England - Full Moon 147 - 09/15/08
The Only Ones
Down On The Farm Festival, Norway
Rewind - The Only Ones at Down On The Farm Festival
OK, I gladly admit that I was a bit biased and sceptical when I stood outside a barn on a farmyard in the middle of nowhere waiting for one of my all time favourite bands. The concert was due nearly one hour earlier and I was in fact afraid that I was about to witness The Only Ones make fools of themselves and that it would be a real disappointment. I guess just that must have crossed the minds of more of the 4-500 (?) punters who turned up for the occasion. Having read more than one article on the subject of Only Ones touring and the condition of their main singer and songwriter, Peter Perrett, what were we to expect? Earlier in the evening I had watched both The Tindersticks and Chris Bailey of The Saints while I was waiting for the main attraction. The Tindersticks, enhanced by a string and brass section were convincing, albeit a tad misplaced out here. And Bailey, partly backed by one man on snare drum and another on didgeridoo, should definitely have concentrated on his own strong material than doing Johnny Cash and Elvis Presley songs, not to mention the more ad hoc songs the 3-4 drunkards in front seemed to like. Bring a real band next time, stick to your own songs I'll be there.
But I was here for the London quartet and I must initially admit that I probably had the rock'n'roll moment of my life when they as their third song began the intro of "In-betweens" with John Perrys characteristic seagull guitar. I had to fight with myself not to raise my hand in the air and show the devil's sign (as a kind of a parallel to Peter Sellers' German wheelchair-bound scientist in Dr. Strangelove; yeah, I know it's sick). My body was shaking and I was not far from getting spasms, absolutely extraordinary! Who would think that this bunch (Perrett is a survivor at 56, bass player Alan Mair was a pop star with the Beatstalkers in the mid-sixties!) could be able to deliver the goods at this stage of their career? Perry is one of the most interesting guitarists to emerge from the new wave scene and he has total control over his Stratocaster all the time. He supplies the sound picture with elegance and authority when needed. This opportunity is not least due to the solid backing from the rest of the band, and here I have to mention drummer Mike Kellie especially. And this also work in a live setting; I don't think the band played better during their heydays. We got a lot of the classics of course but also three now songs that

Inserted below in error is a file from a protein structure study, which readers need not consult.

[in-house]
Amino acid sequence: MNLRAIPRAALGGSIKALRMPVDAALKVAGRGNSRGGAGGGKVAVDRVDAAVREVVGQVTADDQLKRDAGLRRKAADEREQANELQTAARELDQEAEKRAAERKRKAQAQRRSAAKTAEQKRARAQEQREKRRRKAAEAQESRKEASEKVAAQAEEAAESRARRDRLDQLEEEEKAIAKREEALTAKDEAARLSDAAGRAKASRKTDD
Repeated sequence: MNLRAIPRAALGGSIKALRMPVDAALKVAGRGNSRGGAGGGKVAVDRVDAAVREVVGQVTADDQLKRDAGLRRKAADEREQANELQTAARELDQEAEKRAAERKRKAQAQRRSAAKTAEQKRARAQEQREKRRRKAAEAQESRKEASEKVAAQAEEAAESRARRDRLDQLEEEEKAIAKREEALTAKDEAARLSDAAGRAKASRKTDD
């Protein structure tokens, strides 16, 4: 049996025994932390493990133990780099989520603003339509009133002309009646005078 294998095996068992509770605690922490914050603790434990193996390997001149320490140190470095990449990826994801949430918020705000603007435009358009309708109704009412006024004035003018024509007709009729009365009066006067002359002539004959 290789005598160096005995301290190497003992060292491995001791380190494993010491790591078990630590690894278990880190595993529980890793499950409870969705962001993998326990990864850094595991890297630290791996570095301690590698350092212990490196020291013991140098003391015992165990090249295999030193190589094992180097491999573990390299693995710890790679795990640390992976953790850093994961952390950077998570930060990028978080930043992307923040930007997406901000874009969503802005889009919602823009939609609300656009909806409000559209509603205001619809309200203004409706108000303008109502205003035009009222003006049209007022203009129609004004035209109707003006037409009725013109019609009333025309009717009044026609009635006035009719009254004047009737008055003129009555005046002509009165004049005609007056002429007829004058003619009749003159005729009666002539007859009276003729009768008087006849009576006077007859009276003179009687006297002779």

absolutely were promising for future releases.
It didn't look too good in the start though. Perrett - behind dark glasses - entered the stage wrapped in a wool blanket and reached for the inhalator after the first song. I wasn't expecting the show to last more than a couple of songs more, but soon the band seemed to enjoy themselves despite some trouble with the bass sound in the beginning. Not much talk between songs but the communication through the music was enough for me this evening. Mair promised they would be back in not too long time, preferably in a more suitable setting. With a new record to promote? I'm holding my breath...
Copyright © 2008 Pingo